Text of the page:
Wednesday, May 07, 2008

Memorial Day: Mourn, Comfort and Remember

The air-raid siren's blare last night at 8:00 PM found me as I was driving home on the mountain roads of the Shomron.

I pulled over to the side of the road, turned on the car's hazard lights, got out and stood next to my car under the dark sky. Other cars also stopped, their driver's got out, and we stood silently listening to the siren.

So what do you think about during the siren? Once upon a time, I used to say tehillim to myself to honor the memory of the IDF soldiers who fell defending Israel. Yet the one minute siren is so short, many more thoughts last night reverberated in my head.

The first time I heard the siren in wartime was when the scuds fell in January 1991; wearing a gas mask and watching TV reports of where the Iraqi rockets landed....were they chemical or conventional warheads?

Sirens in Tzefat during the Lebanon war 2 years ago when Hizbollah Katyusha rockets landed around the clock, scorching the Galil.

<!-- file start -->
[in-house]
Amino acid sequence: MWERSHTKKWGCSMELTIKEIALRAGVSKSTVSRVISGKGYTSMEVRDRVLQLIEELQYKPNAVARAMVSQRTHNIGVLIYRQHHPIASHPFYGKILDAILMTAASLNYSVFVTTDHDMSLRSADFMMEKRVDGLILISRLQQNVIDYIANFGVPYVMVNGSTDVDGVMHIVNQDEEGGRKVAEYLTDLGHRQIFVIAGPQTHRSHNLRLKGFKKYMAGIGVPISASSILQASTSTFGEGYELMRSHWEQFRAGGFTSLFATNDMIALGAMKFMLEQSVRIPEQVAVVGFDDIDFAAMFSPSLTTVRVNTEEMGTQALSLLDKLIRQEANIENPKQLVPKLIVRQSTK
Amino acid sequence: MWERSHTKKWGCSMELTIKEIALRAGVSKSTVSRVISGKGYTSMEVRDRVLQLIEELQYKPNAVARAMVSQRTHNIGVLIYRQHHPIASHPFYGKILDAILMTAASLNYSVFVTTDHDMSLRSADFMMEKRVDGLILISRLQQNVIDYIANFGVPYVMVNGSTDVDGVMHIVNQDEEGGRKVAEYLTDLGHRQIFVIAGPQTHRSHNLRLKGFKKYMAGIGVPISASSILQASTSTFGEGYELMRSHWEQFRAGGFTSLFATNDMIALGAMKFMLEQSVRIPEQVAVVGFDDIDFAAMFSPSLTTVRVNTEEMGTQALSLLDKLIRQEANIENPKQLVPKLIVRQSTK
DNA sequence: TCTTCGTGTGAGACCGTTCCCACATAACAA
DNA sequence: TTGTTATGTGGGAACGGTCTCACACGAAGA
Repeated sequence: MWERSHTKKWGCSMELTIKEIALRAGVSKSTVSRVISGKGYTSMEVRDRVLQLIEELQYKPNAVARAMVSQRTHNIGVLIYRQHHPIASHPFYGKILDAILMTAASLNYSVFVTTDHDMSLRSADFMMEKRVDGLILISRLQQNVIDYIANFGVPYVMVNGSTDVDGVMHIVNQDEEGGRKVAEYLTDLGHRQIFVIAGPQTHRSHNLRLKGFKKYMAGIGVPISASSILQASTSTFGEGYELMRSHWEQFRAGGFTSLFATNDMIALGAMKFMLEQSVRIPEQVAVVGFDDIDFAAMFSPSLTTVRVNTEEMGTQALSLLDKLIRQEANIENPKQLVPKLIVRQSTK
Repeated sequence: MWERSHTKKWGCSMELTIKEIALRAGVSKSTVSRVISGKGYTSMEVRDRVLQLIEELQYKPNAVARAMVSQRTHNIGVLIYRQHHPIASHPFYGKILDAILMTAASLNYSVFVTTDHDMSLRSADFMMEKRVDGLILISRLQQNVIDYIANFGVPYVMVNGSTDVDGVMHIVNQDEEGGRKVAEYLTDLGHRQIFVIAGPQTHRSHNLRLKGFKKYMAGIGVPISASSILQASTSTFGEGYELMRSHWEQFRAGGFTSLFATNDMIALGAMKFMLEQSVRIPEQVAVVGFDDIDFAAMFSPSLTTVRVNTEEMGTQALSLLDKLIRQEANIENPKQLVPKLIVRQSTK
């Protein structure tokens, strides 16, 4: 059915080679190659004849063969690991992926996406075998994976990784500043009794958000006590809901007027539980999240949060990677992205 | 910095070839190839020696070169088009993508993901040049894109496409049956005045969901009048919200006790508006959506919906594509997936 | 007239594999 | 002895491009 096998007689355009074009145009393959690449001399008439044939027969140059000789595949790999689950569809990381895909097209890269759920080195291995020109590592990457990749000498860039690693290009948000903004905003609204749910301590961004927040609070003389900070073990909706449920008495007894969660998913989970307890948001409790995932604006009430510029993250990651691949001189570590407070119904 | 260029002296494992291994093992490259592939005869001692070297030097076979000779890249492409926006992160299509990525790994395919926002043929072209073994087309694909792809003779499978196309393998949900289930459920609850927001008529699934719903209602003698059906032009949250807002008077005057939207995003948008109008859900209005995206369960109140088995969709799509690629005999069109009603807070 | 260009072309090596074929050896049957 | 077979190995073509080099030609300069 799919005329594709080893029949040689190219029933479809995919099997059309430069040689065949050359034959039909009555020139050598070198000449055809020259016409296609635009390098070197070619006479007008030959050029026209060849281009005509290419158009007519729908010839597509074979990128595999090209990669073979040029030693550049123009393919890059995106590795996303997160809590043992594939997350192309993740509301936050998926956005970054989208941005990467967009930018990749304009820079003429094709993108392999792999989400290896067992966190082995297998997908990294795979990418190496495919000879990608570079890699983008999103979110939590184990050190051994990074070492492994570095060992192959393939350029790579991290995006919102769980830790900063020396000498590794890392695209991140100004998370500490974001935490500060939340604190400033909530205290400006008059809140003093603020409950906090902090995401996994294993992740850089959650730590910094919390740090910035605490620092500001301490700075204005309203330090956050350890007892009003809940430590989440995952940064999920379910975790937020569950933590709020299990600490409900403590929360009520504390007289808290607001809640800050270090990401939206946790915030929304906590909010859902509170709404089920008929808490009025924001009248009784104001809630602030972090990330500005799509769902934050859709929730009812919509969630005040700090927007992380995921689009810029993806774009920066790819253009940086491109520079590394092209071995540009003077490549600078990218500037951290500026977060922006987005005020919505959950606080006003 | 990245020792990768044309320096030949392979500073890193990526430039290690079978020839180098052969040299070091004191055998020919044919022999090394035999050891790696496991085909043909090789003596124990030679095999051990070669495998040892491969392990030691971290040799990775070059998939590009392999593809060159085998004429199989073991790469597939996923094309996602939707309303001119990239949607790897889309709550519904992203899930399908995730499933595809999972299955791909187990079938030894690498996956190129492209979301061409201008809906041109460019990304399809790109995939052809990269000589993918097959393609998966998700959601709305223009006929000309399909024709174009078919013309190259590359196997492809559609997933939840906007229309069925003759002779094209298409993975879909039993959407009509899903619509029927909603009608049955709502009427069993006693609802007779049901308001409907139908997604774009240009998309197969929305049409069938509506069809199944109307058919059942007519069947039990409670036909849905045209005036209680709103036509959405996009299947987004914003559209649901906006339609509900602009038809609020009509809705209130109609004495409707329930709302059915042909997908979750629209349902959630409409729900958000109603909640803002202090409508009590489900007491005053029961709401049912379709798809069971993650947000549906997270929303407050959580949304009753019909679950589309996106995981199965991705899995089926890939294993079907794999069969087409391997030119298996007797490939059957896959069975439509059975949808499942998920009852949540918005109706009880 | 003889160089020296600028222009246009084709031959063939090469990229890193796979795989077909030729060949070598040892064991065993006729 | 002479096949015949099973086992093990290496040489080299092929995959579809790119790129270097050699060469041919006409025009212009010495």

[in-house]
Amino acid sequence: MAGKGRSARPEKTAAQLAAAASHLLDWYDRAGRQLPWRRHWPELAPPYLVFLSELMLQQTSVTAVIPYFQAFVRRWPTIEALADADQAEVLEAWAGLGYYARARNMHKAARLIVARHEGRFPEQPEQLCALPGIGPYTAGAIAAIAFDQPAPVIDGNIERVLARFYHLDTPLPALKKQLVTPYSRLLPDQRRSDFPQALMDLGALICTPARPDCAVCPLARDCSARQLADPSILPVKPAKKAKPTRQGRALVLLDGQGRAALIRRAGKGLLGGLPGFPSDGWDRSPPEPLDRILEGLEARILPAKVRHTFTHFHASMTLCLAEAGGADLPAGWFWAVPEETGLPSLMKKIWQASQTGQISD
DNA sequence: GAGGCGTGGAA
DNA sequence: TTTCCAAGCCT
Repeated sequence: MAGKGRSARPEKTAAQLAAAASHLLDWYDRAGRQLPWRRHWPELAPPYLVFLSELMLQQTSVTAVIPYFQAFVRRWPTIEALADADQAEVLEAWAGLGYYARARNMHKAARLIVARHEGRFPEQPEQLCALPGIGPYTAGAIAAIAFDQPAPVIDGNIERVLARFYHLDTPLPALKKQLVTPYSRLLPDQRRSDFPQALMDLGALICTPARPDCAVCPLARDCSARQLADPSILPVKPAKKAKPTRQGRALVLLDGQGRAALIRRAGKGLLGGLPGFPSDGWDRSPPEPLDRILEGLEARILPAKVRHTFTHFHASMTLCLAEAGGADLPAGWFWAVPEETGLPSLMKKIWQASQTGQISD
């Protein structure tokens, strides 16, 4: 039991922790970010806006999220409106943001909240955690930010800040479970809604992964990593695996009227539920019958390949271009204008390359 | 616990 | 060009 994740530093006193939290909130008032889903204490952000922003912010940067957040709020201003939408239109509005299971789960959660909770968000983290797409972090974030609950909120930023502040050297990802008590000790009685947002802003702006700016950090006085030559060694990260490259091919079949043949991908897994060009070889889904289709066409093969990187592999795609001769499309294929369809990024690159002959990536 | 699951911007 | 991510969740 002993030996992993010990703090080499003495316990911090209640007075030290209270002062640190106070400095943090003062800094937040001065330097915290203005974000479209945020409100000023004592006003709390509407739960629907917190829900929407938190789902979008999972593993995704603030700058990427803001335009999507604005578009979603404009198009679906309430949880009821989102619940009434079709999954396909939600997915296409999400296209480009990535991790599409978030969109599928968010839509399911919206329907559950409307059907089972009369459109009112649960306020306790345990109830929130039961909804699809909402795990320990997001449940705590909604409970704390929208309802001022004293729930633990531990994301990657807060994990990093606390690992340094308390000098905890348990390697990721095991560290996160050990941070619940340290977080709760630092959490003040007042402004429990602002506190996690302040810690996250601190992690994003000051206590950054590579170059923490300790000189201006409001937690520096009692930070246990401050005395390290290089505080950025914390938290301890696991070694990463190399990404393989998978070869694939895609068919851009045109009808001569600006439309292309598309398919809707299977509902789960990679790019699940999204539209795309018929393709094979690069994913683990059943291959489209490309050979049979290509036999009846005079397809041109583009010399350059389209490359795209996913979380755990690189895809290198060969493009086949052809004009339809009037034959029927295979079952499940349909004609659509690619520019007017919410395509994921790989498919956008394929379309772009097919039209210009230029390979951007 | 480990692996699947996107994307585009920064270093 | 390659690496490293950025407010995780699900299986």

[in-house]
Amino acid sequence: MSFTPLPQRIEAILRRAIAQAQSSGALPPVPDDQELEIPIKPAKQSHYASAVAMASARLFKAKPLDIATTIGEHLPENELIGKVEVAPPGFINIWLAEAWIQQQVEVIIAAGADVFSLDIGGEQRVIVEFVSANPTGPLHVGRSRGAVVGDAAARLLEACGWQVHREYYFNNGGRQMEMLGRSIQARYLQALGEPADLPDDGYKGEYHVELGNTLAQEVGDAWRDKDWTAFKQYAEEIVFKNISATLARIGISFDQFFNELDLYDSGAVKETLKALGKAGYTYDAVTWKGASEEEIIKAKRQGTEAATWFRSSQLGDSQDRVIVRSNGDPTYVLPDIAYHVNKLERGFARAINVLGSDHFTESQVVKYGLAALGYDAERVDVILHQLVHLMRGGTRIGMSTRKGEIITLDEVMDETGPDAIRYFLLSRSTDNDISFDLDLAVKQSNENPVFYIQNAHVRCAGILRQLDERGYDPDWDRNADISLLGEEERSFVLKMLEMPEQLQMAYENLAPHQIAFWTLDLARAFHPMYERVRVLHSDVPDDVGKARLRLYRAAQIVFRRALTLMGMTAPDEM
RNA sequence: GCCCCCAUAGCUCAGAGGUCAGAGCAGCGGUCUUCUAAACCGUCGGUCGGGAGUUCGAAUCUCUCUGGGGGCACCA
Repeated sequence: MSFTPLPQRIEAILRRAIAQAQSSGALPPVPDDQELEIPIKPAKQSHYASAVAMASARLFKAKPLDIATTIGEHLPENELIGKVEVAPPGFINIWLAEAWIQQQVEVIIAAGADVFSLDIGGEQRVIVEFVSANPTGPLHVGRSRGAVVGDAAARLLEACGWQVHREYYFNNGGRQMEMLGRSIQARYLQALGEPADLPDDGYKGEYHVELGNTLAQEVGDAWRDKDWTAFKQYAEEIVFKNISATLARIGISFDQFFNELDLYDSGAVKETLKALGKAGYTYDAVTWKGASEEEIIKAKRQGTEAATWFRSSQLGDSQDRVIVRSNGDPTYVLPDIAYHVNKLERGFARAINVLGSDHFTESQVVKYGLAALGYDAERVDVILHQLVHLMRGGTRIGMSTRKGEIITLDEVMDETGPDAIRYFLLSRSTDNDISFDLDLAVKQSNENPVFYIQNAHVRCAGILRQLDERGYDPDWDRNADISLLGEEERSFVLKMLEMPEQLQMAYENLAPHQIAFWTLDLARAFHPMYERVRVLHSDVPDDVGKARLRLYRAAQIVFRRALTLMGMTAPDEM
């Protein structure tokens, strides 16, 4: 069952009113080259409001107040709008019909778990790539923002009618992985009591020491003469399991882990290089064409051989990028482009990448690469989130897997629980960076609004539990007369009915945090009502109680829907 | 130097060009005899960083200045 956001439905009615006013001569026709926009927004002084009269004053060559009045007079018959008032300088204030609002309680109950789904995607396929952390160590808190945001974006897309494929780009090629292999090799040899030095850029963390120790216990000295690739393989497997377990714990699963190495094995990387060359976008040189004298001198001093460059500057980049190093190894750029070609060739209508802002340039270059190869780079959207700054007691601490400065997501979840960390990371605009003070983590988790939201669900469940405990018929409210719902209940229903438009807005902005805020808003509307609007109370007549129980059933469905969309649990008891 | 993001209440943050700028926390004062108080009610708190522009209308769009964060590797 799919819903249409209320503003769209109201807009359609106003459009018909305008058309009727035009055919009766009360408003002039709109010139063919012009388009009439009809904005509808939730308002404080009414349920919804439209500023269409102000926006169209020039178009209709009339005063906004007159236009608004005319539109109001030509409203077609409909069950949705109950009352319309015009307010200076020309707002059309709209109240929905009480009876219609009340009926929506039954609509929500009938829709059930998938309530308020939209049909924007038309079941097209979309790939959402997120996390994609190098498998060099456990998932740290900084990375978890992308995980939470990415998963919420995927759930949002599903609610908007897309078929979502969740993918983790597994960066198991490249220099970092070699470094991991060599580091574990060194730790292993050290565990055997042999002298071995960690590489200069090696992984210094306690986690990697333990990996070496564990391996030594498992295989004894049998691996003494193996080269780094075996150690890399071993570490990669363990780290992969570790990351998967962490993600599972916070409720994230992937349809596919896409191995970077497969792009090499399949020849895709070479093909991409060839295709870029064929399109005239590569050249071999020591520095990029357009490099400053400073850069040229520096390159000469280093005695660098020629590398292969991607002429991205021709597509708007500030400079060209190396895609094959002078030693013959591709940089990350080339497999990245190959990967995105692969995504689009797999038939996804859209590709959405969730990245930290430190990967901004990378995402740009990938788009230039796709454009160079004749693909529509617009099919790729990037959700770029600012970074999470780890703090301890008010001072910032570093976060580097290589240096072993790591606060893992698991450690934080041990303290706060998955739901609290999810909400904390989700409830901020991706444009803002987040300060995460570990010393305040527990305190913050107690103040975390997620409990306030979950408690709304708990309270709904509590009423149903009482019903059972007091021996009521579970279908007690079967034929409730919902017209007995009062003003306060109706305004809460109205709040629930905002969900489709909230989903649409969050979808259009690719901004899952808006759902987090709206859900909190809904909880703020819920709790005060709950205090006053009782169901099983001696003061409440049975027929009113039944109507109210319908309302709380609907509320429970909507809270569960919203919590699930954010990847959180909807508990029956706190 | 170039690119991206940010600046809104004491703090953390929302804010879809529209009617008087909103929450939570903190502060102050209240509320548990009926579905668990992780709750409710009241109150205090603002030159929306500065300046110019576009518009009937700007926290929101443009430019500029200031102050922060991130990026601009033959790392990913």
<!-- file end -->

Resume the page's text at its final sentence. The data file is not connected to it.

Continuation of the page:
A terror attack in Hevron's Mearat HaMachpela this past sukkot.

Soldiers who died fighting for Israel -- so many funerals in the past 17 years. Some soldiers I knew personally, some I admired from afar, others were fellow members of Kitot Konenuyot, the counter-terror units that respond to terror infiltrations.

And then there are the civilian casualties. Israel's Memorial Day also commemorates the victims of Arab terror; the bus bombings, stabbings, shootings, infiltrations, kidnappings, hijackings...the rocks and Molotov cocktails as well. Friends, neighbors, and strangers killed and wounded -- at the wrong place at the wrong time.

All those thoughts packed into instant.

The siren's wail ebbed away.

Wherever I am, my blog turns towards Eretz Yisrael טובה הארץ מאד מאד


Anonymous said...

Thank you for sharing your thoughts. Though I am not in Israel to hear the siren myself, your words left me with a lump in my throat.

Baila said...

This was my first siren as an Israeli. I cannot begin to describe what was going through mind as I shared this moment with my fellow citizens.

Everyone has been telling how amazing the chagim are here in Israel (and they are). But the last three days--Yom Hashoah, Yom HaZikaron and Yom Ha'atzmaut have been the most poignant for me.

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